Complete camel skeleton unearthed in Austria

01-04-2015: Archaeologists working on a rescue excavation uncovered a complete camel skeleton in Tulln, Lower Austria. The camel, which was dated to the time of the Second Ottoman War in the 17th century, most likely died in the city of Tulln. Genetic analyses showed that the animal was a male hybrid of a dromedary in the maternal line and a Bactrian camel in the paternal line. The find is unique for Central Europe. Archaeozoologists and geneticists from the Vetmeduni Vienna now published their findings in the journal PLOS ONE.

In 2006 construction began on a new shopping centre in Tulln. The works unearthed various archaeologically valuable objects that were salvaged during rescue excavations.Among these objects was also the complete skeleton of a large mammal.

Large mammal uncovered during excavations in Tulln

The partly excavated skeleton was at first suspected to be a large horse or cattle,”says archaeozoologistAlfred Galikfrom the Institutefor Anatomy, Histologyand Embryologyat the University of Veterinary MedicineVienna. “But one look at the cervical vertebrae, the lower jaw and the metacarpal bones immediately revealed that this was a camel.”

Camel bones have been found in Europedating back to the Roman period. Isolated bones or partly preserved skeletons are known from Mauerbachnear Vienna as well as from Serbiaand Belgium. But a complete camel skeleton is unique for Central Europe.

“Exotic animal”died in Tulln

In addition to horses, the Ottoman army also used camels for transportation and as riding animals. In cases of scarcity, the soldiers also ate the animal’s flesh. But the skeleton found in Tullnwas complete. “This means that the animal was not killed and then butchered. It may have been acquired as part of an exchange,”says first author Galik. “The animal was certainly exotic for the people of Tulln. They probably didn’t know what to feed it or whether one could eat it. Perhaps it died a natural death and was then buried without being used.”

Camel was a hybrid

Extensive DNA analysis showed that the animal was a hybrid: its mother was a dromedary and its father a Bactrian camel. The genetic diagnosis confirmed what the scientists saw morphologically. Several of the physical features were that of a dromedary, others of a Bactrian camel. “Such crossbreeding was not unusual at the time. Hybridswere easier to handle, more enduring and larger than their parents. These animals were especially suited for military use,” Galik explains.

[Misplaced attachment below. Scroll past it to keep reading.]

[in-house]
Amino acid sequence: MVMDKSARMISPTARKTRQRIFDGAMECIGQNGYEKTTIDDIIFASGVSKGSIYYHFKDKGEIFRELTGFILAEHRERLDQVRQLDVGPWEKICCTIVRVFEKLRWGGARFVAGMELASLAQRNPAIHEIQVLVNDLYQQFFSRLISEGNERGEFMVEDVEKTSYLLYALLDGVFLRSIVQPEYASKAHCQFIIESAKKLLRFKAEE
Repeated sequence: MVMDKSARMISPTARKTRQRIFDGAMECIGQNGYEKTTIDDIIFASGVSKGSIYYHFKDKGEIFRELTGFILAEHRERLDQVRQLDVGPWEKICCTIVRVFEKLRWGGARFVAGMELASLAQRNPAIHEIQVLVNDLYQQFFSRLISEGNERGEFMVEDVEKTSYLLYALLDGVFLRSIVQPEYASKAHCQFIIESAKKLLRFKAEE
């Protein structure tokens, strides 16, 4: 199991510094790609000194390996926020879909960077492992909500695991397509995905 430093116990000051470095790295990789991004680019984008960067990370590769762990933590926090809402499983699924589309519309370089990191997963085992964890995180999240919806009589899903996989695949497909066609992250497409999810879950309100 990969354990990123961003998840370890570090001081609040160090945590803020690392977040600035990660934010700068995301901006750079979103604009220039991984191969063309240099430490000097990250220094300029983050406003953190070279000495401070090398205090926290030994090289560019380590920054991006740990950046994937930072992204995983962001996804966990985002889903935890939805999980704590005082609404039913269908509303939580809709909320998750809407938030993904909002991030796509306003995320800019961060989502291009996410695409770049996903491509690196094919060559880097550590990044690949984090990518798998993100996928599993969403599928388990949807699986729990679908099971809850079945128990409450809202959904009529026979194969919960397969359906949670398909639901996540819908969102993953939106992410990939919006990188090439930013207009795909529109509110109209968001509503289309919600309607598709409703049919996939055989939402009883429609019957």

The camel was male, around seven years old and most likely castrated.

Find dated to the 17th century

Besides animal bones, the excavations also unearthed ceramic plates and other items. A coin – a so-called “Rechenpfenning”– from the time of Louis XIV dates the find to the years between 1643 and 1715. A medicinal bottle containingTheriacum, a medieval remedy from the chemist’s shop “ApothekezurGoldenen Krone” in Viennawas also found at the site. This pharmacy existed between 1628 and 1665, which helped date the site with further precision.

The article „A sunken ship of the desert at the river Danube in Tulln, Austria“, by Alfred Galik, Elmira Mohandesan, Gerhard Forstenpointner, Ute Maria Scholz, Emily Ruiz, Martin Krenn and Pamela Burger was published in the scientific journal PLOS ONE. [Link 1]

 

Further information


 

Press Photo

The camel skeleton was unearthed near the river Danube in Lower Austria, Tulln. (Photo: Alfred Galik/Vetmeduni Vienna)
The skull of the excavated camel. (Photo: Alfred Galik/Vetmeduni Vienna)

 

Scientific Contact

Scientific Contact (archaeozoology):

Dr. Alfred Galik

Institute of Anatomy, Histology and Embryology

University of Veterinary Medicine Vienna (Vetmeduni Vienna)

T +43 1 25077-2521

Mail to Alfred Galik [Link 4]

Scientific Contact (genetics):

Elmira Mohandesan, PhD

Institute of Population Genetics

University of Veterinary Medicine Vienna (Vetmeduni Vienna)

T +43 681 815 033 12

Mail to Elmira Mohandesan [Link 5]


 

Distributed by

Susanna Kautschitsch
T +43 1 25077-1153
Send an E-Mail to Susanna Kautschitsch  [Link 6]


 

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